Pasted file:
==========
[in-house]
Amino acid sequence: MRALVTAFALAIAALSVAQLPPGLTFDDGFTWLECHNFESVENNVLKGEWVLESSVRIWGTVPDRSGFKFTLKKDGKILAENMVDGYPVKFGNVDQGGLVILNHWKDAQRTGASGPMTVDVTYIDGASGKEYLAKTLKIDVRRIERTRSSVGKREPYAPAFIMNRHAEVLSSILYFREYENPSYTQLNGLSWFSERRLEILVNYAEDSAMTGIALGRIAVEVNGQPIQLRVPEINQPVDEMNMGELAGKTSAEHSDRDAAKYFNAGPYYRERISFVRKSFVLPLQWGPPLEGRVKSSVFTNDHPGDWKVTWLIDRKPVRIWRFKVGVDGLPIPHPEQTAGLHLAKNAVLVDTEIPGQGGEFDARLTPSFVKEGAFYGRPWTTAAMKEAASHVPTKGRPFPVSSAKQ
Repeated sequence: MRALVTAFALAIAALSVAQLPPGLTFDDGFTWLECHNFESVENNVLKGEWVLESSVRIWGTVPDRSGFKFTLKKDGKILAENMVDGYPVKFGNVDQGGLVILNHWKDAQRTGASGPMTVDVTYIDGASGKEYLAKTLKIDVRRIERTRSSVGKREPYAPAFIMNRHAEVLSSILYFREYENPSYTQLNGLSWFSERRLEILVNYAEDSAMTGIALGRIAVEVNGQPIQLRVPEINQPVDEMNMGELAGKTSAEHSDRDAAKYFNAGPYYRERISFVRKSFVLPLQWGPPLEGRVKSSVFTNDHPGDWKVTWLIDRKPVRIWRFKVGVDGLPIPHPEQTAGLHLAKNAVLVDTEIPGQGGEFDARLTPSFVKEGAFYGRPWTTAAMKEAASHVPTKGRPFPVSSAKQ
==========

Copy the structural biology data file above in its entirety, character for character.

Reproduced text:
[in-house]
Amino acid sequence: MRALVTAFALAIAALSVAQLPPGLTFDDGFTWLECHNFESVENNVLKGEWVLESSVRIWGTVPDRSGFKFTLKKDGKILAENMVDGYPVKFGNVDQGGLVILNHWKDAQRTGASGPMTVDVTYIDGASGKEYLAKTLKIDVRRIERTRSSVGKREPYAPAFIMNRHAEVLSSILYFREYENPSYTQLNGLSWFSERRLEILVNYAEDSAMTGIALGRIAVEVNGQPIQLRVPEINQPVDEMNMGELAGKTSAEHSDRDAAKYFNAGPYYRERISFVRKSFVLPLQWGPPLEGRVKSSVFTNDHPGDWKVTWLIDRKPVRIWRFKVGVDGLPIPHPEQTAGLHLAKNAVLVDTEIPGQGGEFDARLTPSFVKEGAFYGRPWTTAAMKEAASHVPTKGRPFPVSSAKQ
Repeated sequence: MRALVTAFALAIAALSVAQLPPGLTFDDGFTWLECHNFESVENNVLKGEWVLESSVRIWGTVPDRSGFKFTLKKDGKILAENMVDGYPVKFGNVDQGGLVILNHWKDAQRTGASGPMTVDVTYIDGASGKEYLAKTLKIDVRRIERTRSSVGKREPYAPAFIMNRHAEVLSSILYFREYENPSYTQLNGLSWFSERRLEILVNYAEDSAMTGIALGRIAVEVNGQPIQLRVPEINQPVDEMNMGELAGKTSAEHSDRDAAKYFNAGPYYRERISFVRKSFVLPLQWGPPLEGRVKSSVFTNDHPGDWKVTWLIDRKPVRIWRFKVGVDGLPIPHPEQTAGLHLAKNAVLVDTEIPGQGGEFDARLTPSFVKEGAFYGRPWTTAAMKEAASHVPTKGRPFPVSSAKQ